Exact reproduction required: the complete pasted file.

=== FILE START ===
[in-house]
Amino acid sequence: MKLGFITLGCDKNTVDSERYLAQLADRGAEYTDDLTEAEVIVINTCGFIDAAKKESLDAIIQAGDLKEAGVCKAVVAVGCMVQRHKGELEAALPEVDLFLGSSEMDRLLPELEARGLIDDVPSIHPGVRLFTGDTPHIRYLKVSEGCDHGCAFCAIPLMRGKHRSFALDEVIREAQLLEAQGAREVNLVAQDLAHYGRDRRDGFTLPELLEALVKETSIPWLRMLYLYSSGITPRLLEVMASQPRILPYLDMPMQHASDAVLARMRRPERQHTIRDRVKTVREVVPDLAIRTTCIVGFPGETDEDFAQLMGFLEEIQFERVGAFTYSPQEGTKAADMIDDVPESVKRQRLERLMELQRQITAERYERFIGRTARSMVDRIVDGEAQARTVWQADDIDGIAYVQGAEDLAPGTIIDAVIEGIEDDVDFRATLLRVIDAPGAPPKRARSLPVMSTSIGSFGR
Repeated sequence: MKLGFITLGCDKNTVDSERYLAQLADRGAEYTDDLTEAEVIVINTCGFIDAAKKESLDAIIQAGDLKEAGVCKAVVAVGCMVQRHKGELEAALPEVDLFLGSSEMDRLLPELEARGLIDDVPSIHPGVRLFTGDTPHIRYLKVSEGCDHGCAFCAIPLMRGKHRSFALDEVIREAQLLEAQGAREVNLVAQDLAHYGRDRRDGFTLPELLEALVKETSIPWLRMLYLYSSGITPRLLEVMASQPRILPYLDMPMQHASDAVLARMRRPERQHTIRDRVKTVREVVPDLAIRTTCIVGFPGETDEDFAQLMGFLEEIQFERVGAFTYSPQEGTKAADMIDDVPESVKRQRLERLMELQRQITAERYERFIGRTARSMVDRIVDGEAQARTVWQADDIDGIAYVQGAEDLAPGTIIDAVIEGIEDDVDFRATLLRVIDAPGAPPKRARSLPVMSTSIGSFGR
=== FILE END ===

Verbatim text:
[in-house]
Amino acid sequence: MKLGFITLGCDKNTVDSERYLAQLADRGAEYTDDLTEAEVIVINTCGFIDAAKKESLDAIIQAGDLKEAGVCKAVVAVGCMVQRHKGELEAALPEVDLFLGSSEMDRLLPELEARGLIDDVPSIHPGVRLFTGDTPHIRYLKVSEGCDHGCAFCAIPLMRGKHRSFALDEVIREAQLLEAQGAREVNLVAQDLAHYGRDRRDGFTLPELLEALVKETSIPWLRMLYLYSSGITPRLLEVMASQPRILPYLDMPMQHASDAVLARMRRPERQHTIRDRVKTVREVVPDLAIRTTCIVGFPGETDEDFAQLMGFLEEIQFERVGAFTYSPQEGTKAADMIDDVPESVKRQRLERLMELQRQITAERYERFIGRTARSMVDRIVDGEAQARTVWQADDIDGIAYVQGAEDLAPGTIIDAVIEGIEDDVDFRATLLRVIDAPGAPPKRARSLPVMSTSIGSFGR
Repeated sequence: MKLGFITLGCDKNTVDSERYLAQLADRGAEYTDDLTEAEVIVINTCGFIDAAKKESLDAIIQAGDLKEAGVCKAVVAVGCMVQRHKGELEAALPEVDLFLGSSEMDRLLPELEARGLIDDVPSIHPGVRLFTGDTPHIRYLKVSEGCDHGCAFCAIPLMRGKHRSFALDEVIREAQLLEAQGAREVNLVAQDLAHYGRDRRDGFTLPELLEALVKETSIPWLRMLYLYSSGITPRLLEVMASQPRILPYLDMPMQHASDAVLARMRRPERQHTIRDRVKTVREVVPDLAIRTTCIVGFPGETDEDFAQLMGFLEEIQFERVGAFTYSPQEGTKAADMIDDVPESVKRQRLERLMELQRQITAERYERFIGRTARSMVDRIVDGEAQARTVWQADDIDGIAYVQGAEDLAPGTIIDAVIEGIEDDVDFRATLLRVIDAPGAPPKRARSLPVMSTSIGSFGR